Alberta confirms 28 new COVID-19 cases, 3 more deaths

There are 28 new confirmed cases of COVID-19 in Alberta, bringing the provincial total to 1,451.

Dr. Deena Hinshaw, Alberta’s chief medical officer of health, announced the latest statistics at the provincial government’s daily press conference Wednesday afternoon.

There are still 32 confirmed cases in Red Deer, with 16 active and 16 recovered. Red Deer County has a total of 12 cases: seven active and five recovered.

The City of Lacombe has two recovered cases, while the County of Lacombe has one active and three recovered.

Stettler County has one recovered case, Clearwater County has one active case, Mountain View County has two active and three recovered cases, and Ponoka County has one recovered case.

Hinshaw said 192 of the confirmed cases may be a result of community transmission. There are 592 recovered cases, an increase of 74.

Three more people have died as a result of the virus: a woman in her 80s and a woman in her 60s in the Calgary zone, and a man in his 70s in the Edmonton zone. The death toll is now at 32 in Alberta.

One of the deaths in Calgary occurred at a continuing care facility – 151 of the cases are among facility staff or residents. Hinshaw said it’s important to keep those residents safe.

“I heard about one long-term care resident who just celebrated her 101st birthday. Her family made signs and brought them to show through the window of the facility, while waving and smiling to celebrate her birthday, all the while keeping appropriate physical distancing,” she said.

Health Minister Tyler Shandro said Albertans should stay home and avoid travelling during the Easter long weekend.

“Spending a holiday away from people that we care about is difficult, but what we are doing matters. These are difficult times for all of us, but doing what’s right isn’t always easy.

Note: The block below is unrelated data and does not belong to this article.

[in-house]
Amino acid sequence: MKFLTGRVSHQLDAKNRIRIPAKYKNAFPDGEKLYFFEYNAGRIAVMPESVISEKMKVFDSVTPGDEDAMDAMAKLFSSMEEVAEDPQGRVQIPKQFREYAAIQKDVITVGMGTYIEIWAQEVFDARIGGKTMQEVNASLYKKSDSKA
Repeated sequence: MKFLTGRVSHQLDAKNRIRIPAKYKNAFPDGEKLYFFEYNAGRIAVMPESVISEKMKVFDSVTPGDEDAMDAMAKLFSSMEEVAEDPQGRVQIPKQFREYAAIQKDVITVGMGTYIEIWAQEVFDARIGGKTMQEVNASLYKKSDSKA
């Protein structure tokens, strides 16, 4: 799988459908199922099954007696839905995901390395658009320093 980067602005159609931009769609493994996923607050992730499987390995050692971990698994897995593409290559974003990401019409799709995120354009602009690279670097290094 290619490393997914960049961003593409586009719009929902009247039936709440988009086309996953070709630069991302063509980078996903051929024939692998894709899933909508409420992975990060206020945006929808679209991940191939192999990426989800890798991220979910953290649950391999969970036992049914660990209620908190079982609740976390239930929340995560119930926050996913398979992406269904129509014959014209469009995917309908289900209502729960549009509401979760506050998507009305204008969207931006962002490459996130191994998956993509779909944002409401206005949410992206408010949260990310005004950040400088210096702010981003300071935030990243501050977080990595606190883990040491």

“Staying home this long weekend is the right thing to do,” said Shandro.

There are some early signs that show Albertans are “making a difference” in preventing the spread of COVID-19, Hinshaw said – one of those signs is a “dramatic” drop in confirmed influenza cases, while testing numbers have stayed about the same.

But Hinshaw said she is concerned about some private gyms remaining open during the pandemic.

“This is in violation of public health orders, which are enforceable by law. I understand physical exercise is an important activity for overall health and well-being, both physical and mental. But the risk of transmission is too great for spaces like these,” she said.

“I encourage Albertans to look at other ways to exercise without jeopardizing the health of others. We need to be mindful, now, more than ever, that our actions carry consequences for all of us.”

Also announced Thursday was the expansion of pandemic patient capacity at the Peter Lougheed Centre in Calgary.

An Alberta-based company, Sprung Structure, donated a $235,000 temporary structure to Alberta Health Services that will add up to 6,000 square feet of treatment space and create about 100 more care spaces for Calgary-area patients.

AHS will invest up to $3 million to turn the structure into a site for safe, high-quality health-care delivery that meets all standards for infection prevention and control.

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